How do things look to the color-blind?

In Jonathan D. Cohen & Mohan Matthen (eds.), Color Ontology and Color Science. Mit Press. 259 (2010)
Abstract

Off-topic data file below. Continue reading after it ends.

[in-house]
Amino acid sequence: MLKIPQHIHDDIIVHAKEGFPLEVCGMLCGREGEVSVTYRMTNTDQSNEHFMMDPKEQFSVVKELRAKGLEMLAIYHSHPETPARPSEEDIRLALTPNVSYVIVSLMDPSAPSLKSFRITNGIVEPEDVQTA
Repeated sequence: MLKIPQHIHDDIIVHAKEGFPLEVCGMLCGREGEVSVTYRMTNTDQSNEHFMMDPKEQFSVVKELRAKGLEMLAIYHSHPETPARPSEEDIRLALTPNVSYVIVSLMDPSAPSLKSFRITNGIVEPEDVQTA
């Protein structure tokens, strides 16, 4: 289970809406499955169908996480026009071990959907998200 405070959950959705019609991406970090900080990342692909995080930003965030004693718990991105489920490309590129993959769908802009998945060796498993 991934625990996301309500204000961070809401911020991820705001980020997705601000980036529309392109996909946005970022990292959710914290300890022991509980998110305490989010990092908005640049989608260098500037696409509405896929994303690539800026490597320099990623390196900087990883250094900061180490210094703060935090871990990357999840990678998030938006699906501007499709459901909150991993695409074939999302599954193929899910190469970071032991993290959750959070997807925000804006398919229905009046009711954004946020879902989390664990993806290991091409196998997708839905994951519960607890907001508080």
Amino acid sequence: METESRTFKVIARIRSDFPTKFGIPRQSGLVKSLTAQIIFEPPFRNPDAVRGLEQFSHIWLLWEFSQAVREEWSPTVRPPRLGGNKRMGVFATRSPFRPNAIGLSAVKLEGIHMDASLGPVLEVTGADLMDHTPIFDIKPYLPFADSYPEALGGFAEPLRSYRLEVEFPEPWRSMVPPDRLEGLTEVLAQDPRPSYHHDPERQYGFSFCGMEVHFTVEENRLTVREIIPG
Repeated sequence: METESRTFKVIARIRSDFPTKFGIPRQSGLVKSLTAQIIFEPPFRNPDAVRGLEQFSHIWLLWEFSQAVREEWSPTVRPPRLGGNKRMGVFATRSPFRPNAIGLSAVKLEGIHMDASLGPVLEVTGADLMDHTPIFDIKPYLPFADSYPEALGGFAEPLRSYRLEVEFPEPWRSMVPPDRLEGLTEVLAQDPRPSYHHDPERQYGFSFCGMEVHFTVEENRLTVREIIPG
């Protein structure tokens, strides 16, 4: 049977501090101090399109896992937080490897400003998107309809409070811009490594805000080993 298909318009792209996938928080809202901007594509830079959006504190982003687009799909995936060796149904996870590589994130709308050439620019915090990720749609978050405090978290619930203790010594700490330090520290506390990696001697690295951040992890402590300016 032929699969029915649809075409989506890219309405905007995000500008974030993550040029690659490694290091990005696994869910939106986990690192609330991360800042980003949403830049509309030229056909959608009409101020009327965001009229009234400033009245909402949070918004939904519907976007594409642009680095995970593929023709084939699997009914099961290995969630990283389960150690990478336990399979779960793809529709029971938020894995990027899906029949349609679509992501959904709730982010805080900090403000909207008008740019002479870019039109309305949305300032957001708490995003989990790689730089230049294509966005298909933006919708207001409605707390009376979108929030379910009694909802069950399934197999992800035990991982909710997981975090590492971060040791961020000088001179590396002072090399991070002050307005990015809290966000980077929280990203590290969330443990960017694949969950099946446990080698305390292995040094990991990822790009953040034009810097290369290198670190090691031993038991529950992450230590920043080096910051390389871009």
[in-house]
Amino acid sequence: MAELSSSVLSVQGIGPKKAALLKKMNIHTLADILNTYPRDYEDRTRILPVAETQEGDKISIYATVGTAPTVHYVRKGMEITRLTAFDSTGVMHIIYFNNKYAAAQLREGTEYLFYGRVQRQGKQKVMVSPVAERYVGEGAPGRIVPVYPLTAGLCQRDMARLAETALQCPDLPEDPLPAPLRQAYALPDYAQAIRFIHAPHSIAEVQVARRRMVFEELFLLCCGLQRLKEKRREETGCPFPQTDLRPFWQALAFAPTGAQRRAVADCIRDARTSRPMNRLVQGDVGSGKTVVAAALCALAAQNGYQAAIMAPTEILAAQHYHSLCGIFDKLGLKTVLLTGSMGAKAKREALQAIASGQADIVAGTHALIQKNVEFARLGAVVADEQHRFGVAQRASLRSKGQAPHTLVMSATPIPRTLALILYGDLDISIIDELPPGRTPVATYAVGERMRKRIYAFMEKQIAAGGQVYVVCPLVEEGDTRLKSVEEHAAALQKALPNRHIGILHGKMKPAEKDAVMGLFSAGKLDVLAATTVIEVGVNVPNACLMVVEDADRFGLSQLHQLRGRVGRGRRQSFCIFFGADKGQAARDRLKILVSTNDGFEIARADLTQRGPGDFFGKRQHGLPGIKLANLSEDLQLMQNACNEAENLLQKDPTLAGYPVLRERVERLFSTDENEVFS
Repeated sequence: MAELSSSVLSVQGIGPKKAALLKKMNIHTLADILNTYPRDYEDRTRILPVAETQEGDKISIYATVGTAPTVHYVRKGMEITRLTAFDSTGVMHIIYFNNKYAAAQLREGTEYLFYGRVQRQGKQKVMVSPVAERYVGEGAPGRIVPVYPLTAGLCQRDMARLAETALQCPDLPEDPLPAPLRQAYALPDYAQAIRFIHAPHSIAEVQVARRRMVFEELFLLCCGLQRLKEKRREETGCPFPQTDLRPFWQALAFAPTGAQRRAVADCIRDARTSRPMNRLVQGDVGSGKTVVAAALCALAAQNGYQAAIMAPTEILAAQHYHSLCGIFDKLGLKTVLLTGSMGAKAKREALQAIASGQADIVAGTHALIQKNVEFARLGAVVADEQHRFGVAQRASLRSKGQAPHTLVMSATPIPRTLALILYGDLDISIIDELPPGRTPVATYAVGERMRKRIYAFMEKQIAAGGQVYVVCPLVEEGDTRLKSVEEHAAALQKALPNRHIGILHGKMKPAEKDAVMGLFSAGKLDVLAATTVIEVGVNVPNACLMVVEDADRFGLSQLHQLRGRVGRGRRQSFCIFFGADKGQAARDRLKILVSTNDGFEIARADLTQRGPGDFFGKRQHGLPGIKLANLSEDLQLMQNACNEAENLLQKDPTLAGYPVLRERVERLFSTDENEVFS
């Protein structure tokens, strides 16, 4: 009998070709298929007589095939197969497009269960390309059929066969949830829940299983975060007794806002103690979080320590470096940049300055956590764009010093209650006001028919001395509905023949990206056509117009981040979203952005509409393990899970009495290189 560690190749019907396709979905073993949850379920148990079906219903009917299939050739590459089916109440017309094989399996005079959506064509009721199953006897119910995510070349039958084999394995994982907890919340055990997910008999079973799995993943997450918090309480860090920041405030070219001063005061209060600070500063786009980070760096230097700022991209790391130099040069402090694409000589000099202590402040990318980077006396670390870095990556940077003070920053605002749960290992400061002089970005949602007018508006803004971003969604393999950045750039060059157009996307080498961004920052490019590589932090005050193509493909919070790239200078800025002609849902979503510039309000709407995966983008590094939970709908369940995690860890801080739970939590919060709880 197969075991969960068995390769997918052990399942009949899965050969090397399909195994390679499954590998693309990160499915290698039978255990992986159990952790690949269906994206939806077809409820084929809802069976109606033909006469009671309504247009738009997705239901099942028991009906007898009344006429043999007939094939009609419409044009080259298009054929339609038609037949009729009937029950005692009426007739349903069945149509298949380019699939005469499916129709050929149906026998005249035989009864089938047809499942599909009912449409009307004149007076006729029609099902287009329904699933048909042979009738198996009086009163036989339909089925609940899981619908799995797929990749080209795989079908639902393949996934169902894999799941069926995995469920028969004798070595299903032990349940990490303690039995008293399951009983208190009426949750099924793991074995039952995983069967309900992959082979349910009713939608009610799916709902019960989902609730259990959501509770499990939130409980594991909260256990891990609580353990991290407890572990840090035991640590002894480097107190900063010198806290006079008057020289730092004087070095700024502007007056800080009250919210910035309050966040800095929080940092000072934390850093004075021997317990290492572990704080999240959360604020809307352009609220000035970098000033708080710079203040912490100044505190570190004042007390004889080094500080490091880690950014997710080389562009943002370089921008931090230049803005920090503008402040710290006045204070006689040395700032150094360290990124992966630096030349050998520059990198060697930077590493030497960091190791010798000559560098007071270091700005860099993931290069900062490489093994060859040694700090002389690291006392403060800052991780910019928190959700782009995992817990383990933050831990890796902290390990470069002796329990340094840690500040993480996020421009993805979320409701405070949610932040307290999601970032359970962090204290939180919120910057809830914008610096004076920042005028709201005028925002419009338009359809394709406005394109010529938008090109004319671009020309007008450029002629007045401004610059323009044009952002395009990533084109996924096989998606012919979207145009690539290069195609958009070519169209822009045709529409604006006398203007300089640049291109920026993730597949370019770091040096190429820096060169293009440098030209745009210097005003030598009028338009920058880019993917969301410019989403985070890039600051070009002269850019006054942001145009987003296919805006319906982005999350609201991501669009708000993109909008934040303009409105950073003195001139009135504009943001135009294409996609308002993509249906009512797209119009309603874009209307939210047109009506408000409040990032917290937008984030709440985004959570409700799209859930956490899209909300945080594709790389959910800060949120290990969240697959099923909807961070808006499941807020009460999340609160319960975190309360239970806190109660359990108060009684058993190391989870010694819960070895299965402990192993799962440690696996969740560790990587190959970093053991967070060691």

Our question is: how do things look to the color-blind? But what does that mean? Who are the “color-blind”? Approximately 7% of males and fewer than 1% of females (of European descent1) have some form of inherited defect of color vision, and as a result are unable to discriminate some colored stimuli that most of us can tell apart. (‘Color defective’ is an alternative term that is often used; we will continue to speak with the vulgar.) Color vision defects constitute a spectrum of disorders with varying degrees and types of departure from normal human color vision. One form of color vision defect is dichromacy: by mixing together only two lights, the dichromat can match any light, unlike normal trichromatic humans who need to mix three. The most common form of dichromacy (afflicting about 2% of males) is red-green color blindness, or red-green dichromacy, which itself comes in two varieties. A red-green dichromat will not be able to distinguish some pairs of stimuli that respectively appear red and green to those with normal color vision. For simplicity we will concentrate almost exclusively on red-green color blindness.2 In a philosophical context our question is liable to be taken two ways. First, it can be straightforwardly taken as a question about visible properties of external objects like..
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